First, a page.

Thursday, January 13, 2011

Answer: Where is the Sea of Gazelles

As I mentioned, this isn't that hard, but this is one of those cases when it helps to know about the use of double quote.

Generally speaking, double quotes, as in the query: 

[ "Sea of Gazelles" ] 

finds that exact phrase "Sea of Gazelles" (note that the capitalization doesn't make any difference).  

Contrast this with the query: 

[ Sea of Gazelles ] 

...which is dominated by ships with the name Gazelle and gazelles, the antelope.  When you see this kind of thing (that is, the exact phrase not begin found), that's your cue to try using double quotes to find the phrase.  

Once you do it this way, you can find that the Bahr al Ghazal (translates as the "Sea of Gazelles") is a river in southern Sudan (in Arabic, بحر الغزال) that connects to the White Nile in the southeastern part of Sudan.   The Bahr al Ghazal drains a basin larger in area than France, and although the drainage area is large, most of the water evaporates from the slow moving stream, and the discharge of the Bahr al Ghazal into the White Nile is minimal.  

Locating the exact location of the "Sea of Gazelles" is tough--but we can find the White Nile and the location of Lake No, which is the place where the wide and broadly flowing Sea of Gazelles enters the collection point. 

To find Lake No, I just went to Google Maps and did a search for [ Sudan ], then [ Lake No ]  I did it in that sequence to make sure I got the "Lake No" in Sudan, rather than some other Lake No elsewhere in the world.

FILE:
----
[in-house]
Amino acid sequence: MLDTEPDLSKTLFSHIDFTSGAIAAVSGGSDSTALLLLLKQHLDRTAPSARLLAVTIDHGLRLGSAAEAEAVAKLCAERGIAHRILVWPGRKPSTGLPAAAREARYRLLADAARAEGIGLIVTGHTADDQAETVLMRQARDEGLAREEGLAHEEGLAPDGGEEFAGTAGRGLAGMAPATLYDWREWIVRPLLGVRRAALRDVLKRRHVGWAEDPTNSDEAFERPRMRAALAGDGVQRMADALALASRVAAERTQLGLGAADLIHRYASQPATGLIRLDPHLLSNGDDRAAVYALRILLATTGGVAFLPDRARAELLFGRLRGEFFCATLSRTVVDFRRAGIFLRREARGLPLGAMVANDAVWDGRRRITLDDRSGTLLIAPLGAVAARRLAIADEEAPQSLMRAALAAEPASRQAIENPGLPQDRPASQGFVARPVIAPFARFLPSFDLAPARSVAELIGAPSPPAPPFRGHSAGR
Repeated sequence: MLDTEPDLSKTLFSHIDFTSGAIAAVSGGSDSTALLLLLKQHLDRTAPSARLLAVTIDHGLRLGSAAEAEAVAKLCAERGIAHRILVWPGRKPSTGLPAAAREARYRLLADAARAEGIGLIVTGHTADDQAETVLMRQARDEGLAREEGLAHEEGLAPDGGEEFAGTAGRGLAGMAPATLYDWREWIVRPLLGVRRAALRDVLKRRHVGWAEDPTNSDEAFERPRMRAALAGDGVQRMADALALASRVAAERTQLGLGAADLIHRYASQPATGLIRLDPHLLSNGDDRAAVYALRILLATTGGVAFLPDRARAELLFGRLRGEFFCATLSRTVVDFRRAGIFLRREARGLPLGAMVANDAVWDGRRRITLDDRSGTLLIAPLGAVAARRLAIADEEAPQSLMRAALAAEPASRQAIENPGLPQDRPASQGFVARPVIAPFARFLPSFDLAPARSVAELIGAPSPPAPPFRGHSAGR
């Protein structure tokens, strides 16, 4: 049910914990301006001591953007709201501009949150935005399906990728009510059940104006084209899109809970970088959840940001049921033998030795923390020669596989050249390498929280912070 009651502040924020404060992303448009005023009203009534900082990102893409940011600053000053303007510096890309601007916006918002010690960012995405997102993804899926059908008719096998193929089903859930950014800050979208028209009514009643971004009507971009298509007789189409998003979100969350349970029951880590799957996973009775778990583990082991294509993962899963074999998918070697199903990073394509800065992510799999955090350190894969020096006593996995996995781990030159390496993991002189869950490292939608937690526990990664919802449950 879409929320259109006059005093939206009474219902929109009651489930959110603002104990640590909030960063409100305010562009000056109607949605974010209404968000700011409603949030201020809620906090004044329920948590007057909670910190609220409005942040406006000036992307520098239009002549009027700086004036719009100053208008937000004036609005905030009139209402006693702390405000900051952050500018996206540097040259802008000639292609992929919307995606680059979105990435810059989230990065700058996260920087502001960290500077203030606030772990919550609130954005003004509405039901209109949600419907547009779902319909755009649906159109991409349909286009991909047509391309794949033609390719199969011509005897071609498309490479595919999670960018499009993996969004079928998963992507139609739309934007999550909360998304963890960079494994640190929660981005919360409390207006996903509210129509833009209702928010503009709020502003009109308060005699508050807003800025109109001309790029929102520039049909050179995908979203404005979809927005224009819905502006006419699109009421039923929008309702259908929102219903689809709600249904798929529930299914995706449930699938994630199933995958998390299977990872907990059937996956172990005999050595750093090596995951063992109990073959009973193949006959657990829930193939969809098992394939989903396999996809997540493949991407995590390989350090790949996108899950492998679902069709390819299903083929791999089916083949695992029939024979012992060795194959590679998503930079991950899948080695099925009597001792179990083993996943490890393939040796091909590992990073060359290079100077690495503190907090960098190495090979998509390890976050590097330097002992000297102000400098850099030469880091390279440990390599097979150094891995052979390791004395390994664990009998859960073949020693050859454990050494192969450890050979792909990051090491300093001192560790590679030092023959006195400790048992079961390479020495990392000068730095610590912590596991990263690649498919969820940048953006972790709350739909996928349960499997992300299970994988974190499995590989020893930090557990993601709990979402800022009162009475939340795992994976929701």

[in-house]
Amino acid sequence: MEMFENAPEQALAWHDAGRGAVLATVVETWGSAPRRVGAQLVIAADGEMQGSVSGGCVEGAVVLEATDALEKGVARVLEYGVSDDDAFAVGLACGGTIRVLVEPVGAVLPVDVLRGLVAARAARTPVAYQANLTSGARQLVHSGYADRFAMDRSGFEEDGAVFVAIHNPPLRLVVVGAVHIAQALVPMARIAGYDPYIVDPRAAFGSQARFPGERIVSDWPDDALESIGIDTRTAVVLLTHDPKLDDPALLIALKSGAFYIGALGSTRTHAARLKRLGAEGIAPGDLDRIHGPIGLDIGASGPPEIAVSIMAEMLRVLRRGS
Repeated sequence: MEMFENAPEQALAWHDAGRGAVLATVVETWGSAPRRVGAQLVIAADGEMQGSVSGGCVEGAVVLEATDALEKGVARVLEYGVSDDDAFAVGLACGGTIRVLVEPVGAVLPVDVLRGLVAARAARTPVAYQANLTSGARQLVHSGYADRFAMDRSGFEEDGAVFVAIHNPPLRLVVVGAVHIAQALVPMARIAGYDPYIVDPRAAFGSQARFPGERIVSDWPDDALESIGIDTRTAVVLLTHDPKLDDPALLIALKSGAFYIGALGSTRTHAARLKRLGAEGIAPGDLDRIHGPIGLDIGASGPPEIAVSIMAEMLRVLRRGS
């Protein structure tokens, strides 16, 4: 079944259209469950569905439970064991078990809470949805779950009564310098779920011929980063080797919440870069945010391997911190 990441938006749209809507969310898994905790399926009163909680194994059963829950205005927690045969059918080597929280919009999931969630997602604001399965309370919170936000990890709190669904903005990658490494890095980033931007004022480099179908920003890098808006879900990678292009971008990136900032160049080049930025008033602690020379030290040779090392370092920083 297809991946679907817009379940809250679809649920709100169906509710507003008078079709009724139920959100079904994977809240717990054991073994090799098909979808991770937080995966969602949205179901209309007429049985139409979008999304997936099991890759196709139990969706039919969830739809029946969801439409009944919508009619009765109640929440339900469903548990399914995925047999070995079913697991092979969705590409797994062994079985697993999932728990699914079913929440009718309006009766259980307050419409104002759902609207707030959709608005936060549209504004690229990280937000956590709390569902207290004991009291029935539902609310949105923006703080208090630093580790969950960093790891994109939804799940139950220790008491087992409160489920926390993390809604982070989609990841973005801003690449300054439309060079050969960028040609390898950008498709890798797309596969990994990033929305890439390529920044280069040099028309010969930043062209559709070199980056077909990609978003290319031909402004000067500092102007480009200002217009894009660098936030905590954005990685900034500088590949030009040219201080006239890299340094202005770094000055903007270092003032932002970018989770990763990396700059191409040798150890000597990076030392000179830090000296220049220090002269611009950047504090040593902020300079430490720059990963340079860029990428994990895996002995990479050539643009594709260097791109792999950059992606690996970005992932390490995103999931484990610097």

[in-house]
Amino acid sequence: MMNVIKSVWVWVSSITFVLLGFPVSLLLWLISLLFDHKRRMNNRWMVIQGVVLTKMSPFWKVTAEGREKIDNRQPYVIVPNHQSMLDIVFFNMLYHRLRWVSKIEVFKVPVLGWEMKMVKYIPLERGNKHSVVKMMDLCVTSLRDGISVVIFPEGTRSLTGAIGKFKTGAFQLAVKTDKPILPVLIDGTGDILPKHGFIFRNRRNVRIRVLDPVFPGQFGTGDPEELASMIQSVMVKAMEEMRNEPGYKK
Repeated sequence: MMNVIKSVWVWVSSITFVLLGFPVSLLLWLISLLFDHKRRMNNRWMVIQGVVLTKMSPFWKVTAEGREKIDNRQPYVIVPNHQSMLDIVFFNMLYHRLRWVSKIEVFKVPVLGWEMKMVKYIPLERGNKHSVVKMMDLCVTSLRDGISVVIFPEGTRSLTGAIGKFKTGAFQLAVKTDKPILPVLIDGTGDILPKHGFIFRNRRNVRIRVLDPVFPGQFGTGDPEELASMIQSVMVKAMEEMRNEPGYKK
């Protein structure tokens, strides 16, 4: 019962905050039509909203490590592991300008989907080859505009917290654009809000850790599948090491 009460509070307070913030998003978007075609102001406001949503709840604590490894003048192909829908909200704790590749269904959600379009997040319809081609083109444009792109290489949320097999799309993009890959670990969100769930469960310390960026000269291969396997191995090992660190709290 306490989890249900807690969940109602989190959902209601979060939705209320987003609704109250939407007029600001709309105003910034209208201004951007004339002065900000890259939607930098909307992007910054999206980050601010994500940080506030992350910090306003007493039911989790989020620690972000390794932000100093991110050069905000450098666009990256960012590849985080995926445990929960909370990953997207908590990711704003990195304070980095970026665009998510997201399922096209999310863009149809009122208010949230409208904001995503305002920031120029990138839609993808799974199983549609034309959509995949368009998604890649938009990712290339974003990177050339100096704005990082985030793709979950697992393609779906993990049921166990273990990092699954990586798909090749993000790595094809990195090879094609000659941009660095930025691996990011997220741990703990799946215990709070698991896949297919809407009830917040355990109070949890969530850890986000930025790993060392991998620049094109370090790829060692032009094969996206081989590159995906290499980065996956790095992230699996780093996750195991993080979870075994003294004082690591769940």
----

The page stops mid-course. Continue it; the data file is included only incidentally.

Now, to get the lat-long, I just activated one of the Lat-Long tools in Google Maps Labs. 

To get this, click on the "New" button in upper toolbar, which will show you this set of options: 

I activated the LatLng Tooltip, and then just shift+clicked on the map at Lake No.  

So... the lat-long is pretty clear:  9.4883, 30.454. 

It's handy to know that you can just type (or paste) a Lat-Long into Maps.  (Ever wonder where 0,0 is??  Try it and find out.  Or.. for a more interesting location: -10.4838, 105.6356 )  

Take aways: 

(1)  Consider using double quotes to search for an exact phrase when your results are for other interpretations of your words.  
(2) When searching Maps for features in other countries, it's handy to search for the country first, THEN the specific feature within that country (to shortcut the problem of figuring out which of many alternates you really want). 
(3) Determine the Lat-Long of a point by activating the Lat-Long tool from Maps Labs.  

Search on! 


  1. The first hit of the following Google search ["Sea of Gazelles" "Bahr el Ghazal"] brings me to the Wikipedia page:

    On the top right corner of this page yow will find the following coordinates: 9°31′N 30°25′E wih a link to the corresponding GeoHack page.

    All geographic related pages in Wikipedia contain this "coordinates" feature. Very useful.

  2. this project reminds me a complex version of the old

  3. Hans brings up a great point -- Wikipedia has that lat/long feature associated with all geographic places. (I should have mentioned that, but in my excitement about showing off another Maps trick, I neglected to!) Nice catch.